Adam Smith believed in the invisible hand, meaning an economy works best in a free market scenario with participants acting in their own interests. More than 200 years later, Central Bankers thought differently. In the aftermath of one of the worst financial crises in history, Central Banks have taken significant unconventional measures primarily by reducing base rates and buying fixed income securities in order to lower borrowing costs and hence stimulate demand. Today, after nearly eight years, global growth and inflation are finally picking up, reducing the need for ultra-accommodative monetary policies. Can Central Banks pull back from the market without creating a hiccup or is continued monetary stimulus the new norm?
Today, the Fed is the first Central Bank to unwind its unconventional monetary policy. So far the results have been mixed. When it announced in 2013 that it would start ‘tapering’ its bond purchases, investors panicked and fixed income markets lost -4%¹ over two months. However, since December 2015, when the Fed first raised the Fed Funds target rate, the market reaction has been fairly muted. One of the lessons learned from the Taper Tantrum is that Central Banks need to telegraph their actions well in advance. As such, markets are carefully watching the Fed’s plan on when and how they will stop reinvesting their huge portfolio of government bonds and agency-mortgage backed securities of USD 4.5 trillion².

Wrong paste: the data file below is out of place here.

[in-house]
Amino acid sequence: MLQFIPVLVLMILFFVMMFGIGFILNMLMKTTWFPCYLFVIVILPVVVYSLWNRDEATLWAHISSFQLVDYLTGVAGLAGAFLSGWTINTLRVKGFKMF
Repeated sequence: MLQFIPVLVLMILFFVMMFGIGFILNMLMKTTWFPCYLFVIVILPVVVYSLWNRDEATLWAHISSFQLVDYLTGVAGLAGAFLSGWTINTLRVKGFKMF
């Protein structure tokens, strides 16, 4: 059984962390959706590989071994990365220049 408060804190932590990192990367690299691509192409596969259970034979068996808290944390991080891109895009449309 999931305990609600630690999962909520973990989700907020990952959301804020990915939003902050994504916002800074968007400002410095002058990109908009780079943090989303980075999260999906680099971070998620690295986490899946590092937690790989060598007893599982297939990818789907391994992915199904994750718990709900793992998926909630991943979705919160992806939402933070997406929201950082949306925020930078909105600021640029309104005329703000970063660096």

As the European economy follows the footsteps of the U.S., the ECB is preparing market participants for less quantitative easing. Indeed, improvements in the unemployment rate and signals from surveys such as PMIs suggest that ultra-accommodative policy is no longer required. In March, the final Targeted Longer-term Refinancing Operation (TLTRO II) operation was conducted and this month, the ECB is reducing its monthly purchases of its Asset Purchase Program (APP) from EUR 80 billion to EUR 60 billion.
No one knows for certain when the next downturn will hit, but there are few immediate warning signs. However, it seems increasingly likely that Central Banks will still have some level of easing in place if another crisis happens in the near future, as it will take several years to normalise their balance sheet. This poses the question to what further actions Central Banks can take and how effective they will be.